The first time I came across this fat novel which concerns Objectivism at its best, was in college on a friend’s desk. The white colour cover with red structure like lines, every word written on the cover in uppercase letters. If the size of the book was not fascinating to me at the time, the font size inside it did the job. By looking inside it, eloquently written words uniformly scattered over 700 pages made me curious. That was the first time I heard about The Fountainhead. Though I never thought that it would be three years I’d take the novel in my hands to read it for the first time.
In Rand’s The Fountainhead you will meet many characters, but some are ordinary and realistically described human beings, few of them are fascinating. One is Howard Roark, the protagonist, an ingenious architect. He is not the most loved person and at the start of the book, you might not like him. I definitely did not. But as the pages turn up, I come to understand Howard Roark more with Rand’s imagination prescribed in her own words.
Howard Roark’s strength lies in his work. He an honest man, never distracted by the worldly entities, dedicated and focused, behaving bluntly, mostly take him for being rude, clear mind, and emotionally strong. Work Gives him joy. He enjoy his work.On the other hand, there is Peter Keating. A complete human being. A proper shadow of any other man. Personifying every other person on this planet. One of the most realistic characters of the book. Believe in success, but his way of achieving it is not so a likeable method yet fondly practiced all over the world.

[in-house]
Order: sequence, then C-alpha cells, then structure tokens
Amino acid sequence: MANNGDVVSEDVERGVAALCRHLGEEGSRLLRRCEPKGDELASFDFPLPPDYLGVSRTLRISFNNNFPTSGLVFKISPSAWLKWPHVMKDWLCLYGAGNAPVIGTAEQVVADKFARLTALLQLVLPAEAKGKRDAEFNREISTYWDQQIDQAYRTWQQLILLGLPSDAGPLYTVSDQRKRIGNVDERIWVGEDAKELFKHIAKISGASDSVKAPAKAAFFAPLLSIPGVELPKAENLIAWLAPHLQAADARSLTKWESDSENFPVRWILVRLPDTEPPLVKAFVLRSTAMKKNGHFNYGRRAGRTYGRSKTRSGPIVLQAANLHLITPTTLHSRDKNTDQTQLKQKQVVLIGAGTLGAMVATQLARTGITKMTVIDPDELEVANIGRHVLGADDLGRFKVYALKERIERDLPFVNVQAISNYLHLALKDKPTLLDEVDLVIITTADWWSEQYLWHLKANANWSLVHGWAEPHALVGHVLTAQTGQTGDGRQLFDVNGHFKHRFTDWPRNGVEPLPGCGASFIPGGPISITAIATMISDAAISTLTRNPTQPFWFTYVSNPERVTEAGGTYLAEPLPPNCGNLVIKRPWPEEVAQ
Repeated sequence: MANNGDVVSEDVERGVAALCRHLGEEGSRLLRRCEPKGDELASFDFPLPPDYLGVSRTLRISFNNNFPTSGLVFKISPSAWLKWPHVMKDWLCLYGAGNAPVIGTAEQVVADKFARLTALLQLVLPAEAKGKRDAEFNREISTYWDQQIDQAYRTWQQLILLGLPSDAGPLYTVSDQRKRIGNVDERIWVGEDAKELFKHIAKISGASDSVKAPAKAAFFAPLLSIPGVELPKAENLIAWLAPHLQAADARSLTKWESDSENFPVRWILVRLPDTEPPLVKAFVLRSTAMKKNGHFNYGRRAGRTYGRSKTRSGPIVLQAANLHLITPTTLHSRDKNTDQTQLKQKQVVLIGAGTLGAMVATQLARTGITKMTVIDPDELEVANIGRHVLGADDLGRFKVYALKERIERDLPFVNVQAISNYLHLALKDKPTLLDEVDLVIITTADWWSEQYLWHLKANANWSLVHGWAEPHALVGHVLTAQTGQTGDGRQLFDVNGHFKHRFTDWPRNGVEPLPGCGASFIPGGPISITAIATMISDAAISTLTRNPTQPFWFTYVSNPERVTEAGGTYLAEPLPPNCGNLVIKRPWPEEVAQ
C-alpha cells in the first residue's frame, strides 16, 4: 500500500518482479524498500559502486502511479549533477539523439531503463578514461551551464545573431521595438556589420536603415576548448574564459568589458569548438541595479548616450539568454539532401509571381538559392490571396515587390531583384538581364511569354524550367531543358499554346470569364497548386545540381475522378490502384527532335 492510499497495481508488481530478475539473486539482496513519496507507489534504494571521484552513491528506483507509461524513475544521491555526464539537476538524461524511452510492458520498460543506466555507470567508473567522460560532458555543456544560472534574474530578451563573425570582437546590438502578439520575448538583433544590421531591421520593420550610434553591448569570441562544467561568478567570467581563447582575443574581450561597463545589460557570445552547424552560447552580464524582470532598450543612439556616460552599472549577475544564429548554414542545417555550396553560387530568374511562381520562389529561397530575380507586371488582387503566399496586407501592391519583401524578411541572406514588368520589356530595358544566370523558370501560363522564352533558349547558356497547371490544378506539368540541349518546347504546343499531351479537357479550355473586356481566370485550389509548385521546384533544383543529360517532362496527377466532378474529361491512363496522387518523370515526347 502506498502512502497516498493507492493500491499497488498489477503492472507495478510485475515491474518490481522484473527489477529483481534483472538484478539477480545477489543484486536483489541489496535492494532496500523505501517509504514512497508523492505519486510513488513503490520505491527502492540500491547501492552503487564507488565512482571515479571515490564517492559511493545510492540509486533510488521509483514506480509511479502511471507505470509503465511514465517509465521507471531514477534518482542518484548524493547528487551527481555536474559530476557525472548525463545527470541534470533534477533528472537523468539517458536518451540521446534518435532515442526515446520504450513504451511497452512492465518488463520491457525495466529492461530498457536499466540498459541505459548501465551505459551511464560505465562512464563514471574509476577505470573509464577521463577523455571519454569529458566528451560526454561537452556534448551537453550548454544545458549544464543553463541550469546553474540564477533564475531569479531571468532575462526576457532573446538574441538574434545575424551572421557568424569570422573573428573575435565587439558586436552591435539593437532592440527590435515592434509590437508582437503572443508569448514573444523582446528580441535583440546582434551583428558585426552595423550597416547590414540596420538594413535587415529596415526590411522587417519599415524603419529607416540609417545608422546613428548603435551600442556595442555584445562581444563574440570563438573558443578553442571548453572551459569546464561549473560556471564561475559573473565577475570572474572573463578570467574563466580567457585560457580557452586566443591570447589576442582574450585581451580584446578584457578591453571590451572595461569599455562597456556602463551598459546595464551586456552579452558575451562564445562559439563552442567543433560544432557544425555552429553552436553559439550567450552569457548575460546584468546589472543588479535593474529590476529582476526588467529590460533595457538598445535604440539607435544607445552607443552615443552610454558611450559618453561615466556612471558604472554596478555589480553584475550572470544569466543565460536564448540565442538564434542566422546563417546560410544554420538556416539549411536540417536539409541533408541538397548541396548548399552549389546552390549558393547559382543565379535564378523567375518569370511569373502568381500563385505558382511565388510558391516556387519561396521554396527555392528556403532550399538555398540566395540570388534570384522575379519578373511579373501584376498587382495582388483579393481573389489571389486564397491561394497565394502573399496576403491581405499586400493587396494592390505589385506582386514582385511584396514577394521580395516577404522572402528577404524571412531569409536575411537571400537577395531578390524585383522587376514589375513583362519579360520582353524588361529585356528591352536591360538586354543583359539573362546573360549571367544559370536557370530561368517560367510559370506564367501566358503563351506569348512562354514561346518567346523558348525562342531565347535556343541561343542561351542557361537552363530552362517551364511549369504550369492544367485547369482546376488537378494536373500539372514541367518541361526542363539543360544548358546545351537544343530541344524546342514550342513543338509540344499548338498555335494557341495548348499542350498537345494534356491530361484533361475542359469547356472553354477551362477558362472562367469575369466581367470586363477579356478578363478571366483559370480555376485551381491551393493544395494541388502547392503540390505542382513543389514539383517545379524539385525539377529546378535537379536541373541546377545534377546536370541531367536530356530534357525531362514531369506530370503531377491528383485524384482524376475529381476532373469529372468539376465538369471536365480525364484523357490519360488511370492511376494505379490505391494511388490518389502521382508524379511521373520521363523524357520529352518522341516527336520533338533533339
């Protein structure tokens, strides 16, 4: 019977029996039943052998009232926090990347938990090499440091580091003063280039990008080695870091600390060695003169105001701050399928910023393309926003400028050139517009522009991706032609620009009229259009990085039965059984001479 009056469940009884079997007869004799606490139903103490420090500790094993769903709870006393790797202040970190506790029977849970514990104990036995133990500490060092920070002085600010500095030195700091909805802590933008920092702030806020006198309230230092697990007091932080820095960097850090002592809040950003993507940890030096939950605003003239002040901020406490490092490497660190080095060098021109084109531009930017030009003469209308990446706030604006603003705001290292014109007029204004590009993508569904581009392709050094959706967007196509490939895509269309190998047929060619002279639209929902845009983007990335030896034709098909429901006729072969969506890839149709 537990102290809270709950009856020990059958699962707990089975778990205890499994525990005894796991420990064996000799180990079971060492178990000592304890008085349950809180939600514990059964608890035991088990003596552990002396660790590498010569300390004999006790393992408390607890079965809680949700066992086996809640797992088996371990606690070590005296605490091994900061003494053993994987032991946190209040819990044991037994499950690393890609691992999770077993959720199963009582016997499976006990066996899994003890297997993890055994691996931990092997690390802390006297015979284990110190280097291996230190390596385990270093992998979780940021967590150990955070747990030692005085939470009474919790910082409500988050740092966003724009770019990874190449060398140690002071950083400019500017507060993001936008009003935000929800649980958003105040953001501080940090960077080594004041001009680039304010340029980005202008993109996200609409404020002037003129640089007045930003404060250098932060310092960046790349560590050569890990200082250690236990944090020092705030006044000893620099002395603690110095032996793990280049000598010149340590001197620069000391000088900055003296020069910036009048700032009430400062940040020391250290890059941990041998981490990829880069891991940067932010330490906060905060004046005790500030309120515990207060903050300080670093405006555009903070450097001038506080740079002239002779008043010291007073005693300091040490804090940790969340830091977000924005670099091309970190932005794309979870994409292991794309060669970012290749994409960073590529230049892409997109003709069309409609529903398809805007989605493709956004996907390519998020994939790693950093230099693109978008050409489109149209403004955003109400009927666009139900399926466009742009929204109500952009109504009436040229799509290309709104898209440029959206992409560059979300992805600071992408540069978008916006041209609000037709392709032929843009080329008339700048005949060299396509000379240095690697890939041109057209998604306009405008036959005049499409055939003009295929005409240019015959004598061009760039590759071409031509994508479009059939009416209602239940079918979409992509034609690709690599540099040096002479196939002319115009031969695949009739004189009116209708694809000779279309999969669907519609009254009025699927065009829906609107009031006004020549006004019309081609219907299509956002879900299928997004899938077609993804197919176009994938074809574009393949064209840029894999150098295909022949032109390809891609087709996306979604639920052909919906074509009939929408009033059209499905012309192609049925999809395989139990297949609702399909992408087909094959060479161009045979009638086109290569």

The novel tells the story of these two characters in the mid twentieth century America, since they start their architectural career till they are mature enough, or the society the reside is mature enough to recognise the difference. Rand’s book has almost everything. From ambitious young minds, to egoistic adults, jealous friends, and lovers of their own passion.
The narrative is straight and the dialogues exchange between the characters of the book is what droves the plot forward. Not at a single point the book disappointed me, but rather after every chapter it made me curious that helped to read it with more eagerness. Rand’s characterisation is well thought and maintained throughout the book. Objectivism is the professional theme of the novel. One might say that Love is a sub theme but I did not see it is a sub theme.
The book enlightened me on the subjects of Collectivism, Individualism, Altruism, and provoked the thought about how society works is a rat race gone all wrong. I won’t say the length of the novel is something to be considered but yes the novel could have been a bit shorter, like a hundred pages shorter. It is a book a person will read once in a lifetime that will become a memory in itself.
4 out of 5!